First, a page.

sare.assignAction(2, co);
        sare.assignAction(3, co);
        sare.assignAction(4, co);


class ConsoleOut implements IGroupAction {
    public void start() {

    public void end() {

    public void match(int count, String full, String group) {
        System.out.println("[" + count + "] - " + group);

As you can see, SARE follows a variant of the visitor pattern. For each group defined in a regex, you can assign an object that implements the IGroupAction interface. When the method process() is invoked, the scan process begins and when a match is found, the specified IGroupAction is executed, through the match method.

SARE at the time being uses the standard JSDK regular expression library (java.util.regex.*).

This pattern provides an easy way to write less and more reusable code, when text processing is required. Current Version is 2.0. So feel free to download, experiment with the source and send me any comments.

SARE is available on github.

Eclipse Git Wizard Crash

If you try to start Eclipse opening wizard for Git and have the following problem (Indigo version, around 18/2/2012):

The selected wizard could not be started.
Plug-in "org.eclipse.egit.ui" was unable to instantiate class

Then just add as a software source the following:

and update. It will fix the problem. I found that lying somewhere in a forum, but I lost lots of time trying to pin it down.

The Null Ambiguity

Overloading constructors in Java (not only) is good for the overall design. When used effectively it can result with correct and efficient initialisation of a class and avoidance of many lines of boiler-plate code.

Yesterday, I stumbled on the following problem. I wrote a class like the following,

public class Foo {
     public Foo(Integer i, Double d) { ... }

     public Foo(Integer i, Float f) { ... }

which defines a class Foo with two constructors that accept Integer and Double, and Integer and Float.

For some reason (not important right now) I wanted to initialise the first (Integer,Double) with the second parameter set as null.

This resulted as a compiler error, because the compiler actually could not decide which of the two constructors I wanted to use. Whoops … what could I do?

I could introduce a third constructor, with only one parameter and call this. Try it, you will see, that you will end up using part of the initialisation of the two others, which may complicate things (at least it did in my case).

Fascinating, isn’t it? Maybe we need a Null<Double> or Null<Float> to avoid this mess? Maybe the null value should be a generic Null<T> and use it to ensure type safety and instruct the compiler to correctly solve this ambiguity?

I do not know. My real-world problem solved with a third constructor as a work-around and some duplication of code. C’est la vie.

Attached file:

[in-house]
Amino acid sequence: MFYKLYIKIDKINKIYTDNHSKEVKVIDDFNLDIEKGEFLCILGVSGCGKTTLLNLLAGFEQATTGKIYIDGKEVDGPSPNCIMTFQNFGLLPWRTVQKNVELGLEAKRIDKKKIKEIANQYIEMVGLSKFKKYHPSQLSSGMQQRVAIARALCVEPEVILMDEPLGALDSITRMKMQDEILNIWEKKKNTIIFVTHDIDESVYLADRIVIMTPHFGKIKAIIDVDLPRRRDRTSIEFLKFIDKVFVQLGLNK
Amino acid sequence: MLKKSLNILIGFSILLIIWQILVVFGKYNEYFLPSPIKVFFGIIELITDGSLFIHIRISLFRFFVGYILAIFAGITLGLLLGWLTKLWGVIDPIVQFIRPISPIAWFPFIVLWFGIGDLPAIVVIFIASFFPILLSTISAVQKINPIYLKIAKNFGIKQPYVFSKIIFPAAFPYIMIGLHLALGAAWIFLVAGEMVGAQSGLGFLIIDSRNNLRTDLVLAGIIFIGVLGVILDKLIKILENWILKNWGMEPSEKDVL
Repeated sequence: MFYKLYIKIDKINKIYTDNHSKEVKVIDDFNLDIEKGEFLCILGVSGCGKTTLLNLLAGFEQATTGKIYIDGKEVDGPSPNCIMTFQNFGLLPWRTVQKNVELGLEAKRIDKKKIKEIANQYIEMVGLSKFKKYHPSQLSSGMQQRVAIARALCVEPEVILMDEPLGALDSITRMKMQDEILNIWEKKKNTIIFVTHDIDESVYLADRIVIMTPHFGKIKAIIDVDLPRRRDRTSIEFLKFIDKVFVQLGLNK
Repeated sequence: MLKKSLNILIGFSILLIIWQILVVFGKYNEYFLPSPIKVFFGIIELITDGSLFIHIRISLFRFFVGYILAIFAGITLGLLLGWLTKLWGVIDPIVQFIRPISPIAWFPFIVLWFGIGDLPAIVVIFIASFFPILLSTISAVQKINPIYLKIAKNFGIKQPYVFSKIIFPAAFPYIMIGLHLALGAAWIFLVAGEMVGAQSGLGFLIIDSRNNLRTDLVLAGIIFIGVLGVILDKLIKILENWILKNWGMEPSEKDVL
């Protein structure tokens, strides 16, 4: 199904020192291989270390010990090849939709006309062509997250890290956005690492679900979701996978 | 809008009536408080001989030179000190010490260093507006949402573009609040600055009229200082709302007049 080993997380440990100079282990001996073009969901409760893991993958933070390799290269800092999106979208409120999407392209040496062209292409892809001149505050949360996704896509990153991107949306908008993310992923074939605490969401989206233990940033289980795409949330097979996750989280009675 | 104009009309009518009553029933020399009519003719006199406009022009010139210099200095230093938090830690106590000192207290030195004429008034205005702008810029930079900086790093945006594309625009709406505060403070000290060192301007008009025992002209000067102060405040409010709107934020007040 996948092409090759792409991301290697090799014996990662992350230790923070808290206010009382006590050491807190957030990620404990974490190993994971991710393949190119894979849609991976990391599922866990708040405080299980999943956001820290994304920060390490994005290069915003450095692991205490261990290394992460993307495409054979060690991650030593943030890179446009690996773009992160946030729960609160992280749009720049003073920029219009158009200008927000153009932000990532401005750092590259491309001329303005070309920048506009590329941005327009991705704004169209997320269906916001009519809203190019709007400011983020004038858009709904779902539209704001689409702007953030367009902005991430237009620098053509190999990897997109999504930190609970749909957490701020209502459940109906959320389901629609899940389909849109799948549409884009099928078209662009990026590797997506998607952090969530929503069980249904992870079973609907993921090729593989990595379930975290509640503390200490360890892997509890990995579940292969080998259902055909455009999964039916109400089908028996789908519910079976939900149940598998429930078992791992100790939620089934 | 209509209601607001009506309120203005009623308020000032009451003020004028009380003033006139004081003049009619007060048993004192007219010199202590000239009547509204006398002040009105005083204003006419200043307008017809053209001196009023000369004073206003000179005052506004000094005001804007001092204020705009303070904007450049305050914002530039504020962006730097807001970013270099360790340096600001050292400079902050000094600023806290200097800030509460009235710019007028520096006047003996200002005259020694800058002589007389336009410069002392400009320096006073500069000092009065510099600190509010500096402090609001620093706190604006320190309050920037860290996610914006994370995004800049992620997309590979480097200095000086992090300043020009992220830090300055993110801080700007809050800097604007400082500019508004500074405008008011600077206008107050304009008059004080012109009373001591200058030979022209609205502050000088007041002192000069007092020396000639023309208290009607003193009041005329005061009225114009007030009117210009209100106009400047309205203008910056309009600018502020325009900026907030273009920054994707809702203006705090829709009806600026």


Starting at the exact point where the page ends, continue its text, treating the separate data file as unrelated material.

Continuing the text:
Is this Programmer Optimist … or not?

Browsing some source code (actually my own) and I noticed that long is used. The range for this type is from -9,223,372,036,854,775,808 to +9,223,372,036,854,775,808.

Wow, thats a LOT of expected errors. On the other hand, better safe than sorry :).

public void setErrorCount(long e) {
    this.errors = e;

public long getErrorCount() {
    return errors;

Role-Playing Java …

Typical day, doing some work on my PhD. Creating a class name XMLUtil (I know, never happened before).

Code completion invoked in eclipse (dont’ ask), and then ..

I encountered the DRACONIAN_ERROR_HANDLER. Playing Master of Magic has some side-effects, after all that time.

Changing classpath at runtime!! (republished)

These days i’m finalising the FIRE regular expression compiler. To add a feature, the need arise to modify the classpath at runtime. It was a surprise for me when i discovered that there is no official way to modify this at runtime. I even created my own URLClassLoader (, and set it as default classloader for my thread, but nothing.

I searched in google a little and found this post on a forum, which provided a class named ClassPathHacker that could add a path or file (jar) to a classpath at runtime. All this by a programmer named Antony Miguel. Well done :).

The source code of the class follows:

import java.lang.reflect.*;

public class ClassPathHacker {
	private static final Class[] parameters = new Class[]{URL.class};
	public static void addFile(String s) throws IOException {
		File f = new File(s);
	public static void addFile(File f) throws IOException {
	public static void addURL(URL u) throws IOException {			
		URLClassLoader sysloader = (URLClassLoader)ClassLoader.getSystemClassLoader();
		Class sysclass = URLClassLoader.class;
		try {
			Method method = sysclass.getDeclaredMethod("addURL",parameters);
			method.invoke(sysloader,new Object[]{ u });
		} catch (Throwable t) {
			throw new IOException("Error, could not add URL to system classloader");

and an example of usage ..


public class ClassPathAdder {
	public static void main(String[] args) {
		try {
			ClassPathHacker.add(new File("/home/user/newClassPath"));
		} catch (IOException e) {
			System.err.println("Error - " + e.toString());

Cool! 😀